Hunt Continues in the Northern Gulf
Last night, I heard from my colleagues who had moved the hunt observation operation to Newfoundland to document the sealing activity in the northern gulf. The weather cleared finally and they were able to observe what is really going on out there. As I watched the footage back at our base in Charlottetown, what really struck me was the realization that if the team from IFAW wasn’t in the northern gulf filming all day long yesterday, the world would have no idea the kind of cruelty is really taking place off the coast of Newfoundland.
I am grateful that they are able to bring the reality of this unnecessary and unsustainable hunt to the public eye. Logistically, documenting the hunt is not easy work. It is hours spent anxiously scanning the gulf region looking for boats because the Department of Fisheries and Oceans won’t release the specific coordinates of where hunting is taking place. And it is witnessing cruelty first-hand and then having to watch the hours of tape to make sure we document every violation that has been seen. As this hunt continues, I am seeing the toll that it takes on our frontline team members. I have heard the changes in their voices – they are tired and obviously affected by what they are seeing. Yet they persevere.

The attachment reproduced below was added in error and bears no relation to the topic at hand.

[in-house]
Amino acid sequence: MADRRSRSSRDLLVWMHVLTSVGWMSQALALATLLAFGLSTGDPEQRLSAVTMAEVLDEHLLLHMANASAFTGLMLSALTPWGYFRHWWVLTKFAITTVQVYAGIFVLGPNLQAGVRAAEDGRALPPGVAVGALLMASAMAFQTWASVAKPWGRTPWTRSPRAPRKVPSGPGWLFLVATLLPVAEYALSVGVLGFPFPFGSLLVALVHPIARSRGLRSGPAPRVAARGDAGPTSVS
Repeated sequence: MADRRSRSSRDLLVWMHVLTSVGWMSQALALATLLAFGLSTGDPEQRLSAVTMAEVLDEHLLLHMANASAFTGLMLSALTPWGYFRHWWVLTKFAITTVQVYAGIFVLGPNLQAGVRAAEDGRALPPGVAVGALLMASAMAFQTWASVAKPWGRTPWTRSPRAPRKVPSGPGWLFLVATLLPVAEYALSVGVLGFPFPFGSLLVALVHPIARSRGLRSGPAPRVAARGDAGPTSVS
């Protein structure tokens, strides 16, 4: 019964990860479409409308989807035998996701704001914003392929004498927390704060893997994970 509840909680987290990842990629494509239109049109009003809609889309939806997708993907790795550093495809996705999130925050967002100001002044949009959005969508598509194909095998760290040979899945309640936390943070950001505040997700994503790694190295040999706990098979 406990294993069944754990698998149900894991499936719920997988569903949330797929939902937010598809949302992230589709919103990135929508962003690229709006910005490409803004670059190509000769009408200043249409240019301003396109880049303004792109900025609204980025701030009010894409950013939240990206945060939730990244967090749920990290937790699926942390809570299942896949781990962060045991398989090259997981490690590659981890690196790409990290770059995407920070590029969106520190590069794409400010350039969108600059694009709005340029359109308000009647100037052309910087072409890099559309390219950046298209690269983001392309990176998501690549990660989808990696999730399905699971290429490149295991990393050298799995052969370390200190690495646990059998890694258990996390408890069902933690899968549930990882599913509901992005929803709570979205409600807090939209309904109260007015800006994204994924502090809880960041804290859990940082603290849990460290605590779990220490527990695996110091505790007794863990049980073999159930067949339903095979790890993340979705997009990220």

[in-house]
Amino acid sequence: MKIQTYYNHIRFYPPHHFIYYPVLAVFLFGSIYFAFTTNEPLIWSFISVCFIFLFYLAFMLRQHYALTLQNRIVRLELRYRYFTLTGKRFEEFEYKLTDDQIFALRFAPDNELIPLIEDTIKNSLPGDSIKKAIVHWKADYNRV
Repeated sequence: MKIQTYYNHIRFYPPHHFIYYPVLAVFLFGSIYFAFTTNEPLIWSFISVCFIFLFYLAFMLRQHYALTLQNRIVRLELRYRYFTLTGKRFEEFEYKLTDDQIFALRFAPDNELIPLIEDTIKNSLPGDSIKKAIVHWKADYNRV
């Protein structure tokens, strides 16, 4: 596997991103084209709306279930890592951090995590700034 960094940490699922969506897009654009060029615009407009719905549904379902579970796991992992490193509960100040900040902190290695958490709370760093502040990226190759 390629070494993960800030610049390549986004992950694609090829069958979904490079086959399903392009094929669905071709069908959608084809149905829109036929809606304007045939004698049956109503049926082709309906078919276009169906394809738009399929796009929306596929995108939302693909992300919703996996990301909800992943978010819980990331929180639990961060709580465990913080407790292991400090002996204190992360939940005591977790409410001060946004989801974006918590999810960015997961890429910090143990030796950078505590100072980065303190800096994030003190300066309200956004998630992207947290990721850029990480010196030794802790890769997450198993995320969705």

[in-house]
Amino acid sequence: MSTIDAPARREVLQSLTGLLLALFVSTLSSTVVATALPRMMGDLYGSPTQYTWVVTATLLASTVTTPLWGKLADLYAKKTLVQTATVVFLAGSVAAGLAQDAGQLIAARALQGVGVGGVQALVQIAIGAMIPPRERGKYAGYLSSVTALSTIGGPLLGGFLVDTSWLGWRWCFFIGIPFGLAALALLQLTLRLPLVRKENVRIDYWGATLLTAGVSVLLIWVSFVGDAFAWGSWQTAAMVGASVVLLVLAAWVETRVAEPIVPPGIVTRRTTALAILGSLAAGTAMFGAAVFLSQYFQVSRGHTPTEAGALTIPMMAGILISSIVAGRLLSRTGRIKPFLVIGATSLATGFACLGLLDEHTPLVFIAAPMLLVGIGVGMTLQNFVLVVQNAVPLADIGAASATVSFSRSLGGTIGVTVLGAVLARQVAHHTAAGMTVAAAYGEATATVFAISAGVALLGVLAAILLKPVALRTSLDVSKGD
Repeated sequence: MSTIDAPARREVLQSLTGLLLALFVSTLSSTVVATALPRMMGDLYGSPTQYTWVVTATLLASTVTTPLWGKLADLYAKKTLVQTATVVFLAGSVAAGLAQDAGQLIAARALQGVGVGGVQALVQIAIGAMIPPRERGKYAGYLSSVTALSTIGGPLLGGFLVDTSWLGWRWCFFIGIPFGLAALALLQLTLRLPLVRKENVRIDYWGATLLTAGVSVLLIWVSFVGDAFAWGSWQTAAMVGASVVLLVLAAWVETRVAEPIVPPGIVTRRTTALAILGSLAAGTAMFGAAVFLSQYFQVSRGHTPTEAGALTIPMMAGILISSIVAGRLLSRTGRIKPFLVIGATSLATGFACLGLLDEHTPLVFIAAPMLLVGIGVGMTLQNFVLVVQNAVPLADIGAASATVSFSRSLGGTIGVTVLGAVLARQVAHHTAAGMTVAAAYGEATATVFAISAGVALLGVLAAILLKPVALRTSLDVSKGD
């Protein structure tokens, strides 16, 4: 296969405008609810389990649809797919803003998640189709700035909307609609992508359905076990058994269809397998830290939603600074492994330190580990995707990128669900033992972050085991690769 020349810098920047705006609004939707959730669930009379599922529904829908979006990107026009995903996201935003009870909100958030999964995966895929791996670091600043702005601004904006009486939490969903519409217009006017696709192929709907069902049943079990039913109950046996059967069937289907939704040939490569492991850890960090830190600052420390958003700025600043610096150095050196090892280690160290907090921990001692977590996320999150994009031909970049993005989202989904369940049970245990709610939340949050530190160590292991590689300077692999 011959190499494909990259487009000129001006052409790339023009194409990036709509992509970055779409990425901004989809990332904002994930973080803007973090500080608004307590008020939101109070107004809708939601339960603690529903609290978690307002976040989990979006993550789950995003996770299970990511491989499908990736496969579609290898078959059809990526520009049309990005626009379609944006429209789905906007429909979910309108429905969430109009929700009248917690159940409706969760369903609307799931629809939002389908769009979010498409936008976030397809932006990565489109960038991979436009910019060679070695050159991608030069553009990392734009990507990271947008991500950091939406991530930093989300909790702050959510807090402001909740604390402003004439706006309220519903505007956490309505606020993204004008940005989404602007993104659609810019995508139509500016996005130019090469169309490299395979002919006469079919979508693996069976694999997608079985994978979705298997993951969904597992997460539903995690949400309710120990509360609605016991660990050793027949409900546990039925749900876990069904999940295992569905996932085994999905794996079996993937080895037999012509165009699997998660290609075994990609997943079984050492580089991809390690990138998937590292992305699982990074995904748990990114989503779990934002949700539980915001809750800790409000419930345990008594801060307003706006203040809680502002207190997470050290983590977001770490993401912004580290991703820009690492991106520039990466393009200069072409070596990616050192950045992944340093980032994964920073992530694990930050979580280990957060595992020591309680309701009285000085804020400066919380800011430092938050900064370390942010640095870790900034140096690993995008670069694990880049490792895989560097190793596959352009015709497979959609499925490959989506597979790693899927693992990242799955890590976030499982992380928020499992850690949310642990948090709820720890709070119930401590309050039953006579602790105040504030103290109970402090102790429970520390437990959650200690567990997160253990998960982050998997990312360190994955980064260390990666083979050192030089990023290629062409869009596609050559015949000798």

Today, our team will not be heading out due to poor weather conditions. However, as early as tomorrow another area may open to hunting - the area they call the "Front" off the coast of Newfoundland. If that is the case, our team will do their best to get the helicopters up, find the hunt and document the cruelty in an effort to expose this hunt for what it really is - unacceptably inhumane.
The International Fund for Animal Welfare has been on the ice for over 30 years observing this hunt, documenting the cruelty and waste and fighting to bring an end once and for all. Join with us - take action and join our growing global online community of activists.